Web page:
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SPECIAL EDITION HeralddReview SERVING CENTRAL ILLINOIS SINCE 1873 Wednesday, September 12, 2001 Decatur, Illinois INSIDE: Associated Press Associated Press Herald & ReviewKelly J. Huff MOMENT OF IMPACT VICTIMS FLEEING DISASTER DECATUR PRAYER VIGIL IN CENTRAL PARK US. ATTACKED Bush decries terrorism at Trade Center, Pentagon Associated Press SCENE OF DEVASTATION: Firefighters make their way through the rubble after two airliners crashed into the World Trade Center in New York bringing down the landmark buildings on Tuesday. President Bush told the nation thousands of lives were lost in the 'evil, despicable acts of terror.' By DAVID CRARY and JERRY SCHWARTZ AP National Writers NEW YORK - In the most devastating terrorist onslaught ever waged against the United States, knife-wielding hijackers crashed two airliners into the World Trade Center on Tuesday, toppling its twin 110-story towers. The deadly calamity was witnessed on televisions across the world as another plane slammed into the Pentagon, and a fourth crashed outside Pittsburgh. "Today, our nation saw evil," President Bush said in an address to the nation Tuesday night. He said thousands of lives were "suddenly ended by evil, despicable acts of terror." Said Adm. Robert J. Natter, commander of the U.S. Atlantic Fleet: "We have been attacked like we haven't since Pearl Harbor." 50 cents Our 128th year Issue 255 Four sections "02138 "0O001" Delivery... 421 -6990 TERROR STRIKES Mr Establishing the death toll could take weeks. The four airliners alone had 266 people aboard, and there were no known survivors. Officials put the number of dead and wounded at the Pentagon at about 100 or more, with some news reports suggesting it could rise to 800. In addition, a union official said he feared 300 firefighters who first reached the scene had died in rescue efforts at the trade center where 50,000 people worked and dozens of police officers were missing. "The number of casualties will be more than most of us can bear," a visibly distraught Mayor Rudolph Giu Ann Landers Business Classifieds Comics Life Newsroom... 421 -6979 liani said. Police sources said some people trapped in the Twin Towers managed to call authorities or family members, and that some trapped police officers made radio contact. Because of fires and unstable debris, no rescue attempts were going on Tuesday night at the site of the towers, however. No one took responsibility for the attacks that rocked the seats of finance and government. But federal authorities identified Osama bin Laden, who has been given asylum by Afghanistan's Taliban rulers, as the prime suspect. The Boston Herald, quoting a source it did not identify, reported that authorities had seized a car at Logan airport that contained Arabic-language flight training manu-als. The source said five Arab ATTACKEDA7 INSIDE B6 Movies B4 D1 ,2 Obituaries A9 D2-8 Opinion A8 B5 Puzzles D4,6,7,8 B1.2.4 Television B3 Classified...421-6960 Panic buying grips gas stations Fears and uncertainty in the wake of America's worst terrorist attack sparked panic buying of gas throughout Central Illinois on Tuesday. In Shelbyville, gas stations were shut down at the request of city police in order to prevent overreactions by drivers. In other towns like Pana, stations ran out of fuel as some customers returned to pumps three times to fill up every car their family owned. There were also reports of stations out of gas in Windsor and major traffic snarl-ups on Illinois 32 as drivers lined up for gas in Stew-ardson. Wild rumors were flying around Decatur of gas prices hitting $2.75 and beyond in other towns. Cars at many city stations were lined up more HIGH LOW 85 55 Outside Decatur...1 - 800 than 10 deep in the afternoon, but lines had eased by Tuesday evening with prices hovering around $1.99 a gallon. "I think things are going to get worse before they get better," said Decatur driver Debbie Dickson, 39, waiting in line for gas at a station on Eldorado Street. "The idea of gas prices rising could be a rumor, and everybody is just panicking, but people don't know what to expect anymore." Lewis Ramey manages the Phillips 66 station on Main Street in Shelbyville and says he was told to close his station about 3 p.m. Tuesday. All four stations in the city were shut down by the police and will be allowed to reopen for business today. Ramey said he had initially PANICA10 J - 437 - 2533 Online. . . www. H&R Web site Discussion board: center-right (blue) area of Web site will be updated throughout today Reliving the terror He didn't know it when he got up Tuesday, but Jack Doyle of Taylorville was about to relive his experiences at Pearl Harbor. A3 Prayers for peace People gathered in churches and in Central Park on Tuesday to remember victims of Tuesday's disaster ... and to pray for peace. M The economy Economists are weighing in on what Tuesday's terrorist attack could mean for an economy teetering on the edge of recession. A5 World reaction Governments around the world offered condolences to an America that looked more vulnerable than ever after Tuesday's terror attacks. A6 At a glance: World Trade Center twin towers destroyed, with thousands inside South ring of Pentagon damaged by crashing plane Four passenger airplanes hijacked and crashed Thousands killed or injured in buildings and in airplanes All commercial passenger air traffic grounded President Bush vows to find those responsible and bring them to justice Military placed on highest alert Major financial markets closed Major governmental buildings, monuments, entertainment facilities, shopping malls closed Major League Baseball cancels all games WEATHER I Today: Sunny and warm. I Tonight: Partly cloudy. DetailsB8 herald-review, com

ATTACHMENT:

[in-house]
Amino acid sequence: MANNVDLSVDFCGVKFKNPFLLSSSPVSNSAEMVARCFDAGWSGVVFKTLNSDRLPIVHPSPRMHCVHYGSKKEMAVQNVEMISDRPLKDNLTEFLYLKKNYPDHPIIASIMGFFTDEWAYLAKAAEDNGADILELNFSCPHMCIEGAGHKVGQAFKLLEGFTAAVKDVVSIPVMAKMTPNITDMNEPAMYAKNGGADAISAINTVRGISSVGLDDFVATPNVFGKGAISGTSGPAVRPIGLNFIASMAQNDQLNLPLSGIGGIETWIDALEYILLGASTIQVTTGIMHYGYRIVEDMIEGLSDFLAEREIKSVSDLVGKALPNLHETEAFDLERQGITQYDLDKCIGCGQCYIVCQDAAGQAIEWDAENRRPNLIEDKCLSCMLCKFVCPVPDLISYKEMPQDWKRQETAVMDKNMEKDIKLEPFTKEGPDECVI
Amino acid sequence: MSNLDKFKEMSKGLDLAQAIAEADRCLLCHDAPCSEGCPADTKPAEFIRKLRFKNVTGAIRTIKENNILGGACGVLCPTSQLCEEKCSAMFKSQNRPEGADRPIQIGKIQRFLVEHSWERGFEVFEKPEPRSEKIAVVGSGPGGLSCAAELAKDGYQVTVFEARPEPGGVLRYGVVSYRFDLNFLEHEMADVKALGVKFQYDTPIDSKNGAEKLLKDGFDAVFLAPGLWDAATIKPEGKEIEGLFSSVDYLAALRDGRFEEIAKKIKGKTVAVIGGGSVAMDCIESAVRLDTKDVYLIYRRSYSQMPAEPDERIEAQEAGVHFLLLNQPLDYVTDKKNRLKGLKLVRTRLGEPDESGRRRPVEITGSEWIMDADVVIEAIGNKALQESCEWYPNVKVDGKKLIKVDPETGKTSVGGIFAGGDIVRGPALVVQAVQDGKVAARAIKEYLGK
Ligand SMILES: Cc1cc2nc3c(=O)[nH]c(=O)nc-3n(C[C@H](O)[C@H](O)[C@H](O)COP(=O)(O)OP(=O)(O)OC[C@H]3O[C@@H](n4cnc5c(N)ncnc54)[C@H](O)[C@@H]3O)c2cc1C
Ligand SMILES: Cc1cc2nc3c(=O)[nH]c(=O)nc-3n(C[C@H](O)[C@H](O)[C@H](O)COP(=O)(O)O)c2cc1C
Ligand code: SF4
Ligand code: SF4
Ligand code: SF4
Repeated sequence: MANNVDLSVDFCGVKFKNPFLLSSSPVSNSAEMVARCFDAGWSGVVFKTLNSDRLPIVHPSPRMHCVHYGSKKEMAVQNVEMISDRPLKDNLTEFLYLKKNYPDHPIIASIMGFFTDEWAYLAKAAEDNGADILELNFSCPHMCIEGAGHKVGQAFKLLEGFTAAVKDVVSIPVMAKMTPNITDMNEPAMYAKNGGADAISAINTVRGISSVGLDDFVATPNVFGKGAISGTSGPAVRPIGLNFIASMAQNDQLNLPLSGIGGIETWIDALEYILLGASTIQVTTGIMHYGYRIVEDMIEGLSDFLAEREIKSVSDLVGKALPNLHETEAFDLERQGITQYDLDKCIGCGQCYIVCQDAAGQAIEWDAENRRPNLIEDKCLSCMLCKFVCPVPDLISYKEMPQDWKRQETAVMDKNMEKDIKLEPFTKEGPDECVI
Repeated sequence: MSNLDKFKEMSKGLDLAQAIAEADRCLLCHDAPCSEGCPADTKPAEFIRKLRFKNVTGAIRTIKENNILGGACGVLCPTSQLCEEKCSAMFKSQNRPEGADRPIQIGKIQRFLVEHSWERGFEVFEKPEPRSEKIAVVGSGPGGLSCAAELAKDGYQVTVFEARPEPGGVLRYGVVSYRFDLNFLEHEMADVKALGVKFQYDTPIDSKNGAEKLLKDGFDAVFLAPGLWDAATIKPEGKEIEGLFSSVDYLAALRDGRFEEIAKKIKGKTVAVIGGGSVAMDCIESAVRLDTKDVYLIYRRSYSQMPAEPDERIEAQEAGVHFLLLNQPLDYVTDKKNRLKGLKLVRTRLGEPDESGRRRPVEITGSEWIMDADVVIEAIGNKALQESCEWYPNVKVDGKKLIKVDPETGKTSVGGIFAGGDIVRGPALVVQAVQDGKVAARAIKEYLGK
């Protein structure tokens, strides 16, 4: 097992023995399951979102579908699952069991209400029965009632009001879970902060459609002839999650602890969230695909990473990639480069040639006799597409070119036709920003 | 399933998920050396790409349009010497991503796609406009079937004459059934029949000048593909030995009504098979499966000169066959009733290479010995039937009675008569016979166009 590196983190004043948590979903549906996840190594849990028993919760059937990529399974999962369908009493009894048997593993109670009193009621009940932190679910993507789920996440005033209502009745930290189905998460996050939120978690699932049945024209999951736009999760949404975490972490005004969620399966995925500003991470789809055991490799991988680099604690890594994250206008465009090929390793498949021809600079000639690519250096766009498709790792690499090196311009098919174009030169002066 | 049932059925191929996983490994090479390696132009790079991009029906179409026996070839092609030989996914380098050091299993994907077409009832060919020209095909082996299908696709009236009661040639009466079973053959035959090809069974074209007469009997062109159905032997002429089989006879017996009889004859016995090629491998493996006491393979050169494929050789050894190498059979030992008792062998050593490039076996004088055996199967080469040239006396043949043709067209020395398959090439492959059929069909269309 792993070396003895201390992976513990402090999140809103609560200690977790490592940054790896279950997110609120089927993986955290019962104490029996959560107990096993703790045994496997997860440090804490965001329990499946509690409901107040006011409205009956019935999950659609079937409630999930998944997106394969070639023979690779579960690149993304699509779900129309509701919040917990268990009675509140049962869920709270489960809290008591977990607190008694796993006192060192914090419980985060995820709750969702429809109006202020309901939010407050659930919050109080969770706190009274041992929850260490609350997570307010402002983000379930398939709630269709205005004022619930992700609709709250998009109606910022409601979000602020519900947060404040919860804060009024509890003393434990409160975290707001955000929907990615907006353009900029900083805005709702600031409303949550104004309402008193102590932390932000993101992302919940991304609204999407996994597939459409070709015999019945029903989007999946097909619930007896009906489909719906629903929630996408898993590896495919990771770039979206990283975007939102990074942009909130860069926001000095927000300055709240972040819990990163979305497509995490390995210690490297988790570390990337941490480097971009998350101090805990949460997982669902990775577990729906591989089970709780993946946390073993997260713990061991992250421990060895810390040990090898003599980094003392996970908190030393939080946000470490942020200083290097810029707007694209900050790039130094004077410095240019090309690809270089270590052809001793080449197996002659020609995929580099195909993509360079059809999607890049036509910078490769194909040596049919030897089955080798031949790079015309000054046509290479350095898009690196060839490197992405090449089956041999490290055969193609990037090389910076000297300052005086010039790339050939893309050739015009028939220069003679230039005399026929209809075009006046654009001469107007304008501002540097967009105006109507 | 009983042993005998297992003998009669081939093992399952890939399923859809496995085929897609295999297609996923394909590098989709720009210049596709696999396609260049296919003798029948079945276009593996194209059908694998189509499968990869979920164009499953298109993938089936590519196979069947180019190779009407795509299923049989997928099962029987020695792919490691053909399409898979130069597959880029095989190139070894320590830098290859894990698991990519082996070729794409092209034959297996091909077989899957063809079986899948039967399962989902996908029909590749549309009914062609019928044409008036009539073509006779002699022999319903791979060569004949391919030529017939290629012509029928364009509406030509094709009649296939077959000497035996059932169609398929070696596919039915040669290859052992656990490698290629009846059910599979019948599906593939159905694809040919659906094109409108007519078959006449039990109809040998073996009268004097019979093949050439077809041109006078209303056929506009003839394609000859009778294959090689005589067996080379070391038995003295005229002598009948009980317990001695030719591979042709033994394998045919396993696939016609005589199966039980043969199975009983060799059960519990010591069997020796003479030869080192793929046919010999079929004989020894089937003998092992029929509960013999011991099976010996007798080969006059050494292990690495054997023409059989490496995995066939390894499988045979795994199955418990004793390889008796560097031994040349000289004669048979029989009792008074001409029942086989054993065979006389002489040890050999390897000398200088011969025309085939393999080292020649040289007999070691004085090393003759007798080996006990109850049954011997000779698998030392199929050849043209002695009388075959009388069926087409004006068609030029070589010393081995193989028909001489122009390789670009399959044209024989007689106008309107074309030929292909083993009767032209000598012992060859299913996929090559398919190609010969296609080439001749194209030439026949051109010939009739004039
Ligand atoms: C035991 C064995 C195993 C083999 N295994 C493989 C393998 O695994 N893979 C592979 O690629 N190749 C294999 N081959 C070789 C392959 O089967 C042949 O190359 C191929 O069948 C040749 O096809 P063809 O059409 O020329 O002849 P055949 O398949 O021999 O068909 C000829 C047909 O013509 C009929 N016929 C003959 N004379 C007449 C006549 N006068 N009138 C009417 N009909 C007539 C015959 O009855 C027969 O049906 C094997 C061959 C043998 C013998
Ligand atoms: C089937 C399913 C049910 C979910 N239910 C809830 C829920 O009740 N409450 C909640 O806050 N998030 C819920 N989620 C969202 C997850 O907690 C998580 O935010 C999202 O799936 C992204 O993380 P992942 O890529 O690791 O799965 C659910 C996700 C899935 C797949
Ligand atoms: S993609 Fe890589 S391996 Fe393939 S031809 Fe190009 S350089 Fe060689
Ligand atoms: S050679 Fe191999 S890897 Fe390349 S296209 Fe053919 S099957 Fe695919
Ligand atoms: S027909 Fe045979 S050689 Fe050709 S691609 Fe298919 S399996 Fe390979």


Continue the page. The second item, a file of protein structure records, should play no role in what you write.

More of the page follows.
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  1. Herald and Review,
  2. 12 Sep 2001, Wed,
  3. Page 1

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